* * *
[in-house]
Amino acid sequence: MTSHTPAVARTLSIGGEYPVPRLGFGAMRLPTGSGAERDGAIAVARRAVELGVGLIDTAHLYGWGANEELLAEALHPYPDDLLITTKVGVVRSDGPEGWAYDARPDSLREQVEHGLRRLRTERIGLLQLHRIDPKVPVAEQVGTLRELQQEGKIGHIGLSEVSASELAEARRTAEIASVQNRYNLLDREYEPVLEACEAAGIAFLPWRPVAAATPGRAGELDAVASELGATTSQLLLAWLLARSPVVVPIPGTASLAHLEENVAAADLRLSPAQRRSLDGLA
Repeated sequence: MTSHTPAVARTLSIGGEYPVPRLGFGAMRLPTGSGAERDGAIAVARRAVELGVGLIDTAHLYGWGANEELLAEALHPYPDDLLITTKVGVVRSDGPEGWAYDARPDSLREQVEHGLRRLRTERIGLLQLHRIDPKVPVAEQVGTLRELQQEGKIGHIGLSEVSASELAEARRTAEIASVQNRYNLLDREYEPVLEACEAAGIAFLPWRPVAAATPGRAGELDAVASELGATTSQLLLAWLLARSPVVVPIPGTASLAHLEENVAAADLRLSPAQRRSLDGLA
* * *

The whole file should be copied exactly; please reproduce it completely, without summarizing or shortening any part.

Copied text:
[in-house]
Amino acid sequence: MTSHTPAVARTLSIGGEYPVPRLGFGAMRLPTGSGAERDGAIAVARRAVELGVGLIDTAHLYGWGANEELLAEALHPYPDDLLITTKVGVVRSDGPEGWAYDARPDSLREQVEHGLRRLRTERIGLLQLHRIDPKVPVAEQVGTLRELQQEGKIGHIGLSEVSASELAEARRTAEIASVQNRYNLLDREYEPVLEACEAAGIAFLPWRPVAAATPGRAGELDAVASELGATTSQLLLAWLLARSPVVVPIPGTASLAHLEENVAAADLRLSPAQRRSLDGLA
Repeated sequence: MTSHTPAVARTLSIGGEYPVPRLGFGAMRLPTGSGAERDGAIAVARRAVELGVGLIDTAHLYGWGANEELLAEALHPYPDDLLITTKVGVVRSDGPEGWAYDARPDSLREQVEHGLRRLRTERIGLLQLHRIDPKVPVAEQVGTLRELQQEGKIGHIGLSEVSASELAEARRTAEIASVQNRYNLLDREYEPVLEACEAAGIAFLPWRPVAAATPGRAGELDAVASELGATTSQLLLAWLLARSPVVVPIPGTASLAHLEENVAAADLRLSPAQRRSLDGLA